Since Ebola was first discovered, efforts to find a cure or vaccine have been futile. Perhaps the greatest weapon we have in our arsenal to fight the Ebola Virus is RNA interference. This may seem confusing given the earlier stated fact that RNAi can be suppressed by the virus. It turns out that the virus is able to suppress the natural production of RNAi however when siRNAs are introduced or the production is switched back on we have quite a powerful tool. Many eukaryotic organisms use RNA interference as a mechanism of gene regulation. RNAi works to inhibit gene expression through small RNA molecules. This generally leads to the destruction of targeted mRNA. The molecules are one of two different types of small RNA molecules: A small non-coding RNA molecule that functions as transcriptional and post-transcriptional regulation of gene expression known as micro RNA (miRNA). Most micro RNA’s come from RNA’s that are transcribed in the cell nucleus, and a double stranded RNA molecule that interferes with the expression of specific genes complimentary to nucleotide sequences known as small interfering RNA (siRNA). siRNA are either produced in the cell or are delivered into cells experimentally.
These therapies are extremely precise. The pathway that activates RNA interference is known as the enzyme endoribonuclease dicer. Dicer begins by cleaving double-stranded RNA and per-microRNA into double stranded fragments of siRNA approximately 20 nucleotides in length. The Ebola RNAi therapy works by using modified siRNAs. The combination of siRNAs targets the virus’s polymerase L protein, VP24, and VP35 protein. They deliver the siRNA through stable nucleic acid lipid particles (SNALPs). SNALPs are microscopic particles approximately 120 nanometers in length. They are made up of a lipid bilayer, composed of a mixture of cationic and fusogenic lipids, coated with a diffusible polyethylene. Once the host cells notice Ebola they will attempt to release Alpha/Beta interferon induced by RIG-I signalling to warn the cells around. But, the Ebola virus has a few more tricks up its sleeve: The virus’s VP35 protein binds double stranded RNA to inhibit interferon. But the Ebola virus isn’t quite finished yet: The virus supresses RNA silencing. During the virus replication one strand of siRNA (the guide strand), is loaded into an RNA-induced silence complex (RISC). This targets the Viral RNA for destruction. The previously mentioned VP35 encodes the recombination signal sequences (RSS), which block the RNAi’s pathway. Eventually though, enough of our dsRNA and siRNA accumulate and RSS can no longer mask itself. So the cytoplasmic dsRNA sensors RIG-I/MDA5, PKR, and 2’5’ OAS/RNAseL are all activated. Then, ranges of antiviral responses are activated, including our old friend interferon. The virus’s translation is inhibited and the virus RNA is degraded.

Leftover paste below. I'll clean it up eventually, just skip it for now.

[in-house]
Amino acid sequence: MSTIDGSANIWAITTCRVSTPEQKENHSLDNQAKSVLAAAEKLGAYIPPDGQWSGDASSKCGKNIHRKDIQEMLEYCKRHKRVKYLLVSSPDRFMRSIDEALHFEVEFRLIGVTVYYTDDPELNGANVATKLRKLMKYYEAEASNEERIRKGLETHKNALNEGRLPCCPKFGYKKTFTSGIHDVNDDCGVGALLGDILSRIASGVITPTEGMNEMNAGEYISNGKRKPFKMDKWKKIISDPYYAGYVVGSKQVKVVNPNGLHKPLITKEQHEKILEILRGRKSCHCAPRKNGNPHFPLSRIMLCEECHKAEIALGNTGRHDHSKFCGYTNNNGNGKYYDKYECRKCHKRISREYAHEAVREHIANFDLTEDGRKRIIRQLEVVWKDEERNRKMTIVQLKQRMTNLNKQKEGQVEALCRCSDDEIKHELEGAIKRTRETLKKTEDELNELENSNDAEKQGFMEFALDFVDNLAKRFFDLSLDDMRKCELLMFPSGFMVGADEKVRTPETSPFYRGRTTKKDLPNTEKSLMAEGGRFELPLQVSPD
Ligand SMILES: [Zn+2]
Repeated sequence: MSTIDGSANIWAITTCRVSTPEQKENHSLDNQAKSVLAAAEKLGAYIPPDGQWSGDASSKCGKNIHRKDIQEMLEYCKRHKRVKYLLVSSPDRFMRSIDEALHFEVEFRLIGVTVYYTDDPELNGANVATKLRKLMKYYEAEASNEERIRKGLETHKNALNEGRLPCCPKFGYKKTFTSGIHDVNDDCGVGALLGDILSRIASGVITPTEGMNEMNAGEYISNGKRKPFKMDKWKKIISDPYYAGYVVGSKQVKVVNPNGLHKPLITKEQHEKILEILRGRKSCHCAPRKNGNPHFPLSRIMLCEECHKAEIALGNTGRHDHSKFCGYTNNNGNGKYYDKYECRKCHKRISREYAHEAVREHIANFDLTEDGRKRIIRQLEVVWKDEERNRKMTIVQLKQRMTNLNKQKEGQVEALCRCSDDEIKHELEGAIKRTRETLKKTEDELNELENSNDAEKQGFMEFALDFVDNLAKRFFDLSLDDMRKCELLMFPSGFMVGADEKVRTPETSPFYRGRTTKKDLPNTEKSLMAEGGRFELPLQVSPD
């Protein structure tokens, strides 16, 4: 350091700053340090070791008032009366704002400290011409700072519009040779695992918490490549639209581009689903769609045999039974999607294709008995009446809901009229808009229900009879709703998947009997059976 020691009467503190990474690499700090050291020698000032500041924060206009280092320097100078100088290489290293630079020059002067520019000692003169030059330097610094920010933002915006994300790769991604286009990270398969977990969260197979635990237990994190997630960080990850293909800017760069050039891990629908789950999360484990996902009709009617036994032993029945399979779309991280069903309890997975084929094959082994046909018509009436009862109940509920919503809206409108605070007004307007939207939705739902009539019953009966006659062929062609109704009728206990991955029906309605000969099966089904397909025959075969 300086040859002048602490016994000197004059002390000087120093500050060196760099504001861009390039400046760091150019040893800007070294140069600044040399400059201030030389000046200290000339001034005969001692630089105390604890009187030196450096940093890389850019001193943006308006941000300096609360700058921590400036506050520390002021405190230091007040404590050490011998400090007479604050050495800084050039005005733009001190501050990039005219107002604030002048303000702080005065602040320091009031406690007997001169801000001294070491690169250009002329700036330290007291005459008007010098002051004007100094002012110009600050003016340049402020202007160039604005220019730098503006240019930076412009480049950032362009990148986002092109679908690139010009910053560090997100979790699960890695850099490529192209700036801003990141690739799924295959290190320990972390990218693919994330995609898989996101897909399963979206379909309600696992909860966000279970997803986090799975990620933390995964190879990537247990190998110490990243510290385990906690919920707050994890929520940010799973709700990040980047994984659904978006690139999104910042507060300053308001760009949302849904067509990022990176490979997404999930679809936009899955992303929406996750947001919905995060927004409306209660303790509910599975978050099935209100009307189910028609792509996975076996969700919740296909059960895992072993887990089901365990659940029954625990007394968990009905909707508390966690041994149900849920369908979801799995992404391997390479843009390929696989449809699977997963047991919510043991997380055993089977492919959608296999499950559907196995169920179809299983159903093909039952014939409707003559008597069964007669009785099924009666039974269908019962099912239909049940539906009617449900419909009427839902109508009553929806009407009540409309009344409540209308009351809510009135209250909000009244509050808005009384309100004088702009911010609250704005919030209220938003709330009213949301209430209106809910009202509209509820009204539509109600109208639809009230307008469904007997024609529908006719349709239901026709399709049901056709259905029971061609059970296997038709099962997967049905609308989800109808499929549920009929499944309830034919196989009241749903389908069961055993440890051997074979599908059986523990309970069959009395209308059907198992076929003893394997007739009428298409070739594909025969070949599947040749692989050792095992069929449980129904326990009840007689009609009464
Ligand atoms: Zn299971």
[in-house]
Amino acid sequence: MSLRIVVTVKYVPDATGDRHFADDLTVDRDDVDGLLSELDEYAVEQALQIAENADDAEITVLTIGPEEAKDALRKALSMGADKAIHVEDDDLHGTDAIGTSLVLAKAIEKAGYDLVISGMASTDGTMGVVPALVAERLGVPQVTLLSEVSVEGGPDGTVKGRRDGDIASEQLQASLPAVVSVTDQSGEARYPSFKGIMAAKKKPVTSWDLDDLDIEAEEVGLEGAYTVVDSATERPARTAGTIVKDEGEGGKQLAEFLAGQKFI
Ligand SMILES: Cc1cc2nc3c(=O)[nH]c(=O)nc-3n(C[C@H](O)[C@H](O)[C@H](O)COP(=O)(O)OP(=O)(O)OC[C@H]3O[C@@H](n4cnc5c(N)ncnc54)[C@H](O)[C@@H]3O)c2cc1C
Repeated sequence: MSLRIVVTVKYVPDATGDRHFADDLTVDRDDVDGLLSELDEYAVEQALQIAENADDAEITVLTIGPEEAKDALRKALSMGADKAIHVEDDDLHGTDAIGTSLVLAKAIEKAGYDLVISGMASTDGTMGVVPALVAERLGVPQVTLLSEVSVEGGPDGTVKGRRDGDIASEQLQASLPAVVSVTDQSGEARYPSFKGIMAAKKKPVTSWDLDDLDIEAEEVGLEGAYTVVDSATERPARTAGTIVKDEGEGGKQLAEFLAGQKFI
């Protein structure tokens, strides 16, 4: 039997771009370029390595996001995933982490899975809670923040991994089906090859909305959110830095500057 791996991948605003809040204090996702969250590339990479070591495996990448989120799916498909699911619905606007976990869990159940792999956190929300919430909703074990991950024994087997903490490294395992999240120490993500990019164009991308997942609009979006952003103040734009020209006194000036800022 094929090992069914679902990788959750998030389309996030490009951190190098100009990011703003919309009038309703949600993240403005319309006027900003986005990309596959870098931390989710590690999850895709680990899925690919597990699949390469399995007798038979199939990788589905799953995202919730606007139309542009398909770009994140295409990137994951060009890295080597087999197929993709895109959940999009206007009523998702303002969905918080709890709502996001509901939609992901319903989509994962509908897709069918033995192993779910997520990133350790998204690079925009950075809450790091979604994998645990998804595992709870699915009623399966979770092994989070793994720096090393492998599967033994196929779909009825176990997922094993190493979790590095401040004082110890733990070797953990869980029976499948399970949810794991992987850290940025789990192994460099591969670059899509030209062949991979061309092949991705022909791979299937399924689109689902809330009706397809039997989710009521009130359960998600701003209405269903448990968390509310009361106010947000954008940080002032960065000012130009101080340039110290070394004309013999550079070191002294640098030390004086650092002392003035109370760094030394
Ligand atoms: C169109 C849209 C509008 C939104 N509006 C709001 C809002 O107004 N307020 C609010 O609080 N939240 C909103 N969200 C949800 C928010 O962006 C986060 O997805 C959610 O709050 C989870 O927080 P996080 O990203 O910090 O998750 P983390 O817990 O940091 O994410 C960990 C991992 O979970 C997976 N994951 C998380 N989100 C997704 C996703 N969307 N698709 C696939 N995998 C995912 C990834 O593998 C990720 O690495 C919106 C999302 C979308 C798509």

In a proof of concept study by Tekmira, a Vancouver based Biotechnology Company, rhesus monkeys and marques monkeys where exposed to the deadly Ebola virus and then given the siRNA therapy. Two out of the three rhesus monkeys were protected from the virus and all of the marques monkeys were protected. This is a remarkable achievement! It proves that RNAi is an effective therapy and cure for the deadly Ebola virus in non-human primates. Human trials are currently underway and the US FDA has fast-tracked the process. If Human trials succeed the implications of this ingenious therapy are enormous.
What makes Ebola so different than other viruses is it’s ability to attack and overcome its host so efficiently. It quickly migrates throughout the lymph nodes and the blood stream to infect the parenchyma of most organs. The only cells it will not infect are skeletal/cardiac muscle and bone.
Although this is a truly morbid subject, Ebola serves as one of the most efficient viruses in nature. So efficient and so deadly, that frequently contamination wipes out the host population before the virus can spread to a wider demographic. One of natures most deadly killing machines limits its exposure by the very nature of being so virulent.